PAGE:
Deadly Inheritance is to be the first in a crime series featuring the resolute American, Ursula Grandison. Ursula comes to England in 1903 as a paid companion to the teenaged Belle Seldon, who is visiting her sister, Helen, now Countess of Mountstanton. Ursula has also been commissioned by the Seldon girls’ multi-millionaire father to find out what might have happened to Helen’s dowry money, but Helen has an old grudge against Ursula, the earl is cold and unsympathetic, and the formidable dowager countess rules over servants and family alike.
Then, when out walking, Ursula discovers a dead body — identified as Polly the nursemaid, whom everyone believed had run away. She finds it hard to believe the inquest’s verdict of suicide, and neither does the earl’s brother, Colonel Charles Stanhope. He and Ursula begin their own investigations, but the naïve and reckless Belle rushes blithely towards scandal, further deaths ensue, and it soon becomes clear that there is something very wrong at Mountstanton House.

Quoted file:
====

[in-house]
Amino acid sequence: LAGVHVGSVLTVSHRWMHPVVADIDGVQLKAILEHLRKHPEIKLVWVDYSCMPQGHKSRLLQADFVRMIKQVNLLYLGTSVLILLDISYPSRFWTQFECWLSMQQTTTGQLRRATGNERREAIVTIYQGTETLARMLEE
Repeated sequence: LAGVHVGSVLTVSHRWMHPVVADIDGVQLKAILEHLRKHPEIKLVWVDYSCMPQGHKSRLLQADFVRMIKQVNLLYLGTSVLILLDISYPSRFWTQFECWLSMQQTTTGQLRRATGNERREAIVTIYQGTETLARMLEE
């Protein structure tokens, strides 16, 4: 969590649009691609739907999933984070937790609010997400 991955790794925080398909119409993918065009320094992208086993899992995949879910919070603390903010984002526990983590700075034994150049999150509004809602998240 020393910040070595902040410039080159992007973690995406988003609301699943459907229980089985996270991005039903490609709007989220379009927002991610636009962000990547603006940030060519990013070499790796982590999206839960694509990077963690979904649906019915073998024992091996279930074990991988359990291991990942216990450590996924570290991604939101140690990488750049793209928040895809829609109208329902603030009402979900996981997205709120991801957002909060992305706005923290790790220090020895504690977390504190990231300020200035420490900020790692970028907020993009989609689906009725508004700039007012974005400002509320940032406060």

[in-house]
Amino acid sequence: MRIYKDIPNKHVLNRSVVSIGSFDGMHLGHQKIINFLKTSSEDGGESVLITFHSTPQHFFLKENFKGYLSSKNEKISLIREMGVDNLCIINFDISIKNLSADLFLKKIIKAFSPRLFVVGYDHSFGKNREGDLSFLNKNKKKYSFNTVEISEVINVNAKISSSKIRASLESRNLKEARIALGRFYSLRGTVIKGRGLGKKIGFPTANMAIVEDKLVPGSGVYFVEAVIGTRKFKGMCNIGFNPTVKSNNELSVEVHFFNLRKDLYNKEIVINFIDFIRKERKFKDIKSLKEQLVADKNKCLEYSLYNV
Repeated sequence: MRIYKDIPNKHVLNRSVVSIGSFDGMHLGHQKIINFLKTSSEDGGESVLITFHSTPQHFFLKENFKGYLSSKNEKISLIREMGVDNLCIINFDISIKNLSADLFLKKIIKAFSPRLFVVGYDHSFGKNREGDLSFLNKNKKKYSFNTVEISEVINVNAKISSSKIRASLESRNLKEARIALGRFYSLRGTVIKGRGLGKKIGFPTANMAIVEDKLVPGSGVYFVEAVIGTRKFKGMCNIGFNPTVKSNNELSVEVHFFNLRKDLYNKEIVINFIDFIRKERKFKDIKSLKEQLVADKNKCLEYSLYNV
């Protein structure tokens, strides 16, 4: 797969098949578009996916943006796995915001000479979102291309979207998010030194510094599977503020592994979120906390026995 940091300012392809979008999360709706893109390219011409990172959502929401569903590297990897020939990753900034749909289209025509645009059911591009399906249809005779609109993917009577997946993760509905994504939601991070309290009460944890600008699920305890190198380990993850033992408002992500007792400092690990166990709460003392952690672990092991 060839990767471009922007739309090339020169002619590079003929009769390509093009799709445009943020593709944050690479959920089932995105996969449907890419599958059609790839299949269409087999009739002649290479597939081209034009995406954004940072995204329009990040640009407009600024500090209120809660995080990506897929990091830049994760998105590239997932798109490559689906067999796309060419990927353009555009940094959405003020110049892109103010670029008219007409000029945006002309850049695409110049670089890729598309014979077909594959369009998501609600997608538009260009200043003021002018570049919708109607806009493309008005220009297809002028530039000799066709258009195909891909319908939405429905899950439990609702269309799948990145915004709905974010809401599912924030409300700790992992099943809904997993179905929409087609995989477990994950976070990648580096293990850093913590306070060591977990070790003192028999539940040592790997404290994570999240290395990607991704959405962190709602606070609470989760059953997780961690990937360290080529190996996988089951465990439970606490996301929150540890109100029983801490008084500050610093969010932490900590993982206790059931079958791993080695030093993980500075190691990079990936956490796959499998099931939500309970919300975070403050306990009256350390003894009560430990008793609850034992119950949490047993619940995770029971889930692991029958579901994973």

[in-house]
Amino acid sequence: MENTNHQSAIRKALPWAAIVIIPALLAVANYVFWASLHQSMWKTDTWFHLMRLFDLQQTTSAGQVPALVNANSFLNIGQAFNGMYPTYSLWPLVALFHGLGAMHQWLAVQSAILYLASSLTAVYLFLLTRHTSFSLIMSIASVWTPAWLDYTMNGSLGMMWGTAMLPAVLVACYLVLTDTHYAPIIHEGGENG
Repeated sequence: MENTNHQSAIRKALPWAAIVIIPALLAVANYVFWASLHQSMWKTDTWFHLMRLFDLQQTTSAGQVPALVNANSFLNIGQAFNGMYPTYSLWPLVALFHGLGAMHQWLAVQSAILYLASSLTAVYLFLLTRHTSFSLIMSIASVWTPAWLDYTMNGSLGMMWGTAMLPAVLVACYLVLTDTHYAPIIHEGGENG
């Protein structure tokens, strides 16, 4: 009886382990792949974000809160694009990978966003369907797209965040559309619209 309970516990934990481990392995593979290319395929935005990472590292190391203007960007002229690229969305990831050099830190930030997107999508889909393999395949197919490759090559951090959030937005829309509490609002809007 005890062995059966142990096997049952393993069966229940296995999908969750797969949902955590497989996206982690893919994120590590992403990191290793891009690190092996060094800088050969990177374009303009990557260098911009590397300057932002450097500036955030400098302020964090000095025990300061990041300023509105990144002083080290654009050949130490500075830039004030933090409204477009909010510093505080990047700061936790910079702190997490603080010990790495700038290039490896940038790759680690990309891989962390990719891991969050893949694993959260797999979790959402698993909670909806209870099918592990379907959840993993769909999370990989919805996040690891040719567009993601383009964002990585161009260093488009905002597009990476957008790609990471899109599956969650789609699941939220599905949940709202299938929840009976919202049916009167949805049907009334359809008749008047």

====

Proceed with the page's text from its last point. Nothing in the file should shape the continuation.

This is an enjoyable classic country house mystery, with plenty of dizzying plot twists, although some of the characters, particularly the servants and villagers, verge on the stereotype. I found the start rather slow and exposition-heavy and, editorially, a couple of characters’ names changed in the course of the narrative. Some of the many shifts in viewpoint, whilst giving alternative perspectives and filling in background information, did not go particularly smoothly, and there were some plot elements that I felt were left too unresolved.
However, Ursula is a great character whom I would gladly seek out again. Well-educated and cultured, she has suffered her own tragedies with bravery and stoicism. She is a woman who determines to see justice done, in spite of the risks involved.